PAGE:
Transitioning from Analytics to Product by WeWork PM

Are you an Analyst who wants to transition to a role of a Product Manager? If yes, who are the right people that can help you with a smooth transition? What are the relevant questions you can ask them? Can you get some before-hand experience in your current team by acting like the PM of your team?

In this article, Nikil Ramanathan, WeWork Senior PM, talks about his journey from being a Business Analyst to a Product Manager. He shares his strategies like talking to the leadership team to get a bird’s eye view of the product, attending PM meetings to understand decision making, and doing additional tasks in your existing team that resemble those of a PM, to help you gain better former experience in Product Management.

This article is based on Nikil Ramanathan’s talk “From Analytics to Product Management.”

Transitioning from Analytics to Product

When Nikil was working as a Business Analyst at Amazon, his focus was on identifying key business metrics and providing trends for the business. He had the opportunity to partner with different Sales Managers from different verticals and helped them create brand names and identify competitors. His interaction with the Sales team motivated him to take the first step which was being in a more technical role.

Soon he landed an opportunity with Amazon Video where he worked on the X-Ray component; a component where relevant information like the actor’s name, director’s name, etc. are displayed on the playback of a video. He also worked on Mobile Devices and pretty soon he led all of the products in the Amazon Video team. He then discovered his interests in Product Management and pretty soon sought guidance from other PMs at Amazon to make the transition to the Last Mile Technology team.

Nikil landed and opportunity with the Amazon Video team

Nikil attributes majority of his success of easily transitioning from Analytics to Product Management, to networking with leaders, current analysts, former analysts, and other product managers.

He recommends talking to leaders as they can give you a bird’s eye view of the entire product. Being in the Mobile Devices team for Amazon Video, he had the opportunity to work with the PMs and get mentorship and guidance from them. As an analyst he was able to provide specific metrics to the PMs and understand the “whys” of a product.

Here are a few tips on how to better understand the role of a PM and what questions one needs to ask the PM for an easy transition to the role:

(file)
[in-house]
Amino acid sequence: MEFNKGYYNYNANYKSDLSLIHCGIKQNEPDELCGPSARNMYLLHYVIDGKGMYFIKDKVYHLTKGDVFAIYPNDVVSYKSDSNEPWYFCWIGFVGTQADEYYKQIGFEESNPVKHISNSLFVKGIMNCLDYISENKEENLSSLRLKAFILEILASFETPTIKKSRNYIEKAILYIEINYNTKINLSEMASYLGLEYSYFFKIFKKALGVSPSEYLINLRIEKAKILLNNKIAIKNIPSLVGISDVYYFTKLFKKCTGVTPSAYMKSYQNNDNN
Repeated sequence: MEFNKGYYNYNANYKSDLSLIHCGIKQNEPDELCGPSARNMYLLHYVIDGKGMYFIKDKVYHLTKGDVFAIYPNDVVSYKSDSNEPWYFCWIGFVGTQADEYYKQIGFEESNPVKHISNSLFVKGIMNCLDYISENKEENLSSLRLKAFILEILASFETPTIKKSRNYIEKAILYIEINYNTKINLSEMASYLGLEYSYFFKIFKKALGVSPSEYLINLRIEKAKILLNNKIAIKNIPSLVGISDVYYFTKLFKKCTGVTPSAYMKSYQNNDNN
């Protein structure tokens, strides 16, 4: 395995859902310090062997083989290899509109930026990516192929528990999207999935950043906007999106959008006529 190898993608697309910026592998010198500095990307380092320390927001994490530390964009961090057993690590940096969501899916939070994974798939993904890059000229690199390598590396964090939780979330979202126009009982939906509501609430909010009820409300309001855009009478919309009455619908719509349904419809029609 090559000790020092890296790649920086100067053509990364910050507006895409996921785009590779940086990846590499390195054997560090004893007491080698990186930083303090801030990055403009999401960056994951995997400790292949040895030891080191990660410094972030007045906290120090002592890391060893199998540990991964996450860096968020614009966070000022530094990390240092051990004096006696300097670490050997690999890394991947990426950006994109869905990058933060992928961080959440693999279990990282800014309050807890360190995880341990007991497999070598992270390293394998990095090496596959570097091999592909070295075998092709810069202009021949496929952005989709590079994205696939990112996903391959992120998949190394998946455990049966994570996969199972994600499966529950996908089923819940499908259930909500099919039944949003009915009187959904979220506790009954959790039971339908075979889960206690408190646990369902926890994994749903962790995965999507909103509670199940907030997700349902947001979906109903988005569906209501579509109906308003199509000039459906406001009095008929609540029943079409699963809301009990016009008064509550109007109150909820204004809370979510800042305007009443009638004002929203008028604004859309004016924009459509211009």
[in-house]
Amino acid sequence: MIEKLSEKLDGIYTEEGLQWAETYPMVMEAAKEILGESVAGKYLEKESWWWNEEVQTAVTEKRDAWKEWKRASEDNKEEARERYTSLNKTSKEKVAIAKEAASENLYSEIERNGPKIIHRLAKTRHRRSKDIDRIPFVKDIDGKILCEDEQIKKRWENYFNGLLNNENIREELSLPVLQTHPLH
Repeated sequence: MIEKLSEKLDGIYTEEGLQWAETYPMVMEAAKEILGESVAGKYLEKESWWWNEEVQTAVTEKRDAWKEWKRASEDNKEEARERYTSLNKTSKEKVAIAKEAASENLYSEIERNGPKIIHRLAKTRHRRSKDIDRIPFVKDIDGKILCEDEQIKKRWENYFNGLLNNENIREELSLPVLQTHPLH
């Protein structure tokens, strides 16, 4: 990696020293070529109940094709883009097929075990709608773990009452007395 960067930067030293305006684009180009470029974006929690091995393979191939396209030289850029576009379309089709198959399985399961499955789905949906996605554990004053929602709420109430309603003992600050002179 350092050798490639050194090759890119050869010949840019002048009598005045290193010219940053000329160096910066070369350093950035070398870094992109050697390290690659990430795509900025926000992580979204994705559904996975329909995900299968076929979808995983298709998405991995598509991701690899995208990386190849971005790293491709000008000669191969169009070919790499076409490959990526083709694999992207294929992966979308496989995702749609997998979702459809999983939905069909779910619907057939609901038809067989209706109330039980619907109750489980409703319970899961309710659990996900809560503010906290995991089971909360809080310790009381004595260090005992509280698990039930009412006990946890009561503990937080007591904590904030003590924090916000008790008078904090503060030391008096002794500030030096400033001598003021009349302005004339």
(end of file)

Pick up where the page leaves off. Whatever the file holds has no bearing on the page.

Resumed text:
1. The most valuable skill of a PM is prioritisation of different tasks. Ask the PM about the strategies they use for prioritising different tasks while also meeting the business goals.
  2. The biggest takeaway for an Analyst is to figure out how to do things as an Analyst that resembles the work done by a PM. For example, conduct A/B tests for your product and do other tasks that imitate the role of a PM in your team. This will help you get a better understanding about a PMs role, further your relevant experience when you interview for a PM’s role and allow you to see if you would actually enjoy being the role of being a PM.
  3. Most Analysts are stuck with what they’re supposed to do but they need to think about additional insights to the product. Understand the “whys” of a product and come up with your own suggestions/questions to the PMs.
  4. Ask your PMs how they measure the success of the product. Is it based on customer adoption or the time spent by a customer on the product?
  5. Attend meetings conducted by PMs: you can see people making decisions about the product which will give you an insight to the end-to-end process.
  6. An efficient time-management strategy is to spend 30% of your time doing things a PM does for your product, and 70% of the time on your work as an Analyst.

Nikil also recommends talking to current and former Analysts and asking them what gets them excited about their role or why they made a transition from Analytics to Product Management. Understanding their sentiment and the decisions they made will help you introspect your path as well. Further, meeting a wide variety of people and asking them all these questions will help you get first-hand feedback and knowledge about Product Management.

Once you figure out all the aspects of Product Management, it is important to discuss this with your manager. Your manager can then give you projects that enable you to start acting like a PM without the formal title. And this experience is extremely invaluable when you make the transition. When you are making the switch to Product Management, look for more analytical or data savvy roles and have a strong handle on the metrics for your team’s business and product.

Key Takeaways:

  1. Talk to lots of people, get feedback, and ask lots of questions. Ask why?
  2. Develop relationships with teammates and mentors as they can help you get your foot in the door.
  3. Figure out what type of work in your current role most resembles the day-to-day for PMs and focus your efforts there.

Meet Nikil Ramanathan

Nikil Ramanathan

Nikil Ramanathan is a Senior Product Manager at WeWork where he handles negotiation with real estate owners and focuses on improving discoverability and sourcing of CRE properties. Prior to WeWork, Nikil worked at Amazon for five years, in three different teams and in three different roles. He started his journey in Amazon by working for the NA Sales team as a Business Analyst and later made a transition to Amazon Video, and then to the Last Mile Technology team where he led the product.

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